Wall Street’s Energy Discrimination Will Hurt America

November 17, 2021 Updated: November 23, 2021

Commentary

President Joe Biden’s nominee for comptroller of the currency, a critical federal official charged with overseeing large banks, declared war on the fossil fuel industry.

We want them to go bankrupt,” said Saule Omarova.

Omarova isn’t alone in her desire for financial institutions to discriminate against the energy producers that make their existence possible. Progressive activists and Wall Street financiers are teaming up to promote environmental, social, and governance (ESG) investing practices that place political whims on a pedestal—at the expense of our lives and livelihoods.

The Biden administration’s endorsement of this brazen anti-energy movement threatens Americans’ money and future—and could have unsettling ripple effects throughout our economy.

Here’s how it works: Pension funds invest the money of retirees and future retirees. Fund managers should make the smartest investments they can in order to ensure retirees have enough money to live on. But under ESG, they’re not making the smartest investments, they’re making investments that align with their political ideology. If that’s not bad enough, they’ll vote with a small but vocal minority of activist shareholders to adopt resolutions or replace board members—often against the best interests of the majority of shareholders.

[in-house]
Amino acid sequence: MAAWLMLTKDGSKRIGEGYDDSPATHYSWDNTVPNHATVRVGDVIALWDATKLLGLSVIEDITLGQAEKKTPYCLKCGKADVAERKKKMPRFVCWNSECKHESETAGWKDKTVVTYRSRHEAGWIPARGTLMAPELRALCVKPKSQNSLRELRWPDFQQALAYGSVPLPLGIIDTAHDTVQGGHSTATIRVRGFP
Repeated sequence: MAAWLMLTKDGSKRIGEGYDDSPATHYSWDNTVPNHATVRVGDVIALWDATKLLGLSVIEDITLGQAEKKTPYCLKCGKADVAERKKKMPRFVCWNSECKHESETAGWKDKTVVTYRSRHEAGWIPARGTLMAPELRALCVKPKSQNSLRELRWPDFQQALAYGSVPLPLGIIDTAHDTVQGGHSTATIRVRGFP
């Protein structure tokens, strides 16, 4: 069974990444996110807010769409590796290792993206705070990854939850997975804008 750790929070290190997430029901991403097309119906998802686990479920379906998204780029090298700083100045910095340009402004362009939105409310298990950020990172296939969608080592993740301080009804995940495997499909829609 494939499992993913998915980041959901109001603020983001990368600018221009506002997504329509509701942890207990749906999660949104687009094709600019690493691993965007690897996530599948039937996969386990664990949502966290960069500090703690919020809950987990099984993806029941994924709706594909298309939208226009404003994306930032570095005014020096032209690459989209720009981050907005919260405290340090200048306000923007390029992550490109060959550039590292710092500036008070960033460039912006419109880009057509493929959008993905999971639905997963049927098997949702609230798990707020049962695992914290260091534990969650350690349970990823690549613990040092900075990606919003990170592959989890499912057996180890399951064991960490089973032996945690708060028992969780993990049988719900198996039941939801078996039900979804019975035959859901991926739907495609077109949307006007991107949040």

Take ExxonMobil, for example. An activist hedge fund called Engine No. 1, which owns just 0.02 percent of Exxon’s shares, forced a takeover and replaced three board members with climate alarmists who will advocate for expensive and ineffective greenhouse gas reduction programs instead of working for the good of Exxon and all its shareholders. 

Energy discrimination through ESG investing threatens to withhold capital and discourage investing in companies deemed politically unpalatable by progressives. This, of course, primarily means energy producers—regardless of the fact that America provides fuel for the world using the best pollution control technology available, not to mention fewer greenhouse gas emissions.

Discrimination against the businesses powering America has advanced primarily through activists’ public shaming campaigns and big corporations’ virtue-signaling PR angles, but the elite class wants to force U.S. businesses to march in lockstep on climate change. Pushing ESG from the federal level is an arbitrary and indefensible restriction on free speech and a threat to the men and women depending on their investments and pensions for retirement—that’s the vast majority of us.

Activists claim that ESG funds—those branded as having a better social impact, though there are no universal standards that define ESG—perform better financially than traditional investments. However, studies supporting this claim are riddled with methodological errors, and this trend is simply too new to understand long-term effects.